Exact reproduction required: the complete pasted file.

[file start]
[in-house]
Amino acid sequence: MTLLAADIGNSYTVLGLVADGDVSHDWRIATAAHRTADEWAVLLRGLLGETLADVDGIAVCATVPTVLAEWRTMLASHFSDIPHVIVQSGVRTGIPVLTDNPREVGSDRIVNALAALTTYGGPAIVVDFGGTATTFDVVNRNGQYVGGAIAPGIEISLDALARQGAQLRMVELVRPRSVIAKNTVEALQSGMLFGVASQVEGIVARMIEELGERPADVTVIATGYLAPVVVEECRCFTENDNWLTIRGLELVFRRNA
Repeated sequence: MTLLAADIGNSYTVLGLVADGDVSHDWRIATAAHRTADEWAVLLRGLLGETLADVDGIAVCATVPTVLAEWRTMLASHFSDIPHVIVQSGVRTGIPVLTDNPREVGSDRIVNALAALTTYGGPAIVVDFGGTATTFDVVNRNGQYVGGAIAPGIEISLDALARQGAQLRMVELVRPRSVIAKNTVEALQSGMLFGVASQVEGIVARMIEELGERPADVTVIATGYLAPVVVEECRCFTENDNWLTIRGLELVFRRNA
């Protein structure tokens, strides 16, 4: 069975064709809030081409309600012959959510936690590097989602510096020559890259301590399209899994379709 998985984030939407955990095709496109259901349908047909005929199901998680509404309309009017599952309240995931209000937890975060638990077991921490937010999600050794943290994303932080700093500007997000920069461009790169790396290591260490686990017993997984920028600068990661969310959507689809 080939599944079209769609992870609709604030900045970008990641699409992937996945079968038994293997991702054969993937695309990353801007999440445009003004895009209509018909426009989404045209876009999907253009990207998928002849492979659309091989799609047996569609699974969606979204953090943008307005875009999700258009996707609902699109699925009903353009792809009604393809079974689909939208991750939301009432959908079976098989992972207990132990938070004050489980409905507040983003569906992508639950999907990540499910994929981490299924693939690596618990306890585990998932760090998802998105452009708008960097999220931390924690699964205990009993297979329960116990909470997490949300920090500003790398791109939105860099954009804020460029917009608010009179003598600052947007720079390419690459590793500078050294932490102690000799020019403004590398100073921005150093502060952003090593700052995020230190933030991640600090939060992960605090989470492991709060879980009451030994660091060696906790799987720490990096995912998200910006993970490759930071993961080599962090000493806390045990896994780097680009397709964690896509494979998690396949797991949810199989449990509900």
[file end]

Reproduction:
[in-house]
Amino acid sequence: MTLLAADIGNSYTVLGLVADGDVSHDWRIATAAHRTADEWAVLLRGLLGETLADVDGIAVCATVPTVLAEWRTMLASHFSDIPHVIVQSGVRTGIPVLTDNPREVGSDRIVNALAALTTYGGPAIVVDFGGTATTFDVVNRNGQYVGGAIAPGIEISLDALARQGAQLRMVELVRPRSVIAKNTVEALQSGMLFGVASQVEGIVARMIEELGERPADVTVIATGYLAPVVVEECRCFTENDNWLTIRGLELVFRRNA
Repeated sequence: MTLLAADIGNSYTVLGLVADGDVSHDWRIATAAHRTADEWAVLLRGLLGETLADVDGIAVCATVPTVLAEWRTMLASHFSDIPHVIVQSGVRTGIPVLTDNPREVGSDRIVNALAALTTYGGPAIVVDFGGTATTFDVVNRNGQYVGGAIAPGIEISLDALARQGAQLRMVELVRPRSVIAKNTVEALQSGMLFGVASQVEGIVARMIEELGERPADVTVIATGYLAPVVVEECRCFTENDNWLTIRGLELVFRRNA
């Protein structure tokens, strides 16, 4: 069975064709809030081409309600012959959510936690590097989602510096020559890259301590399209899994379709 998985984030939407955990095709496109259901349908047909005929199901998680509404309309009017599952309240995931209000937890975060638990077991921490937010999600050794943290994303932080700093500007997000920069461009790169790396290591260490686990017993997984920028600068990661969310959507689809 080939599944079209769609992870609709604030900045970008990641699409992937996945079968038994293997991702054969993937695309990353801007999440445009003004895009209509018909426009989404045209876009999907253009990207998928002849492979659309091989799609047996569609699974969606979204953090943008307005875009999700258009996707609902699109699925009903353009792809009604393809079974689909939208991750939301009432959908079976098989992972207990132990938070004050489980409905507040983003569906992508639950999907990540499910994929981490299924693939690596618990306890585990998932760090998802998105452009708008960097999220931390924690699964205990009993297979329960116990909470997490949300920090500003790398791109939105860099954009804020460029917009608010009179003598600052947007720079390419690459590793500078050294932490102690000799020019403004590398100073921005150093502060952003090593700052995020230190933030991640600090939060992960605090989470492991709060879980009451030994660091060696906790799987720490990096995912998200910006993970490759930071993961080599962090000493806390045990896994780097680009397709964690896509494979998690396949797991949810199989449990509900």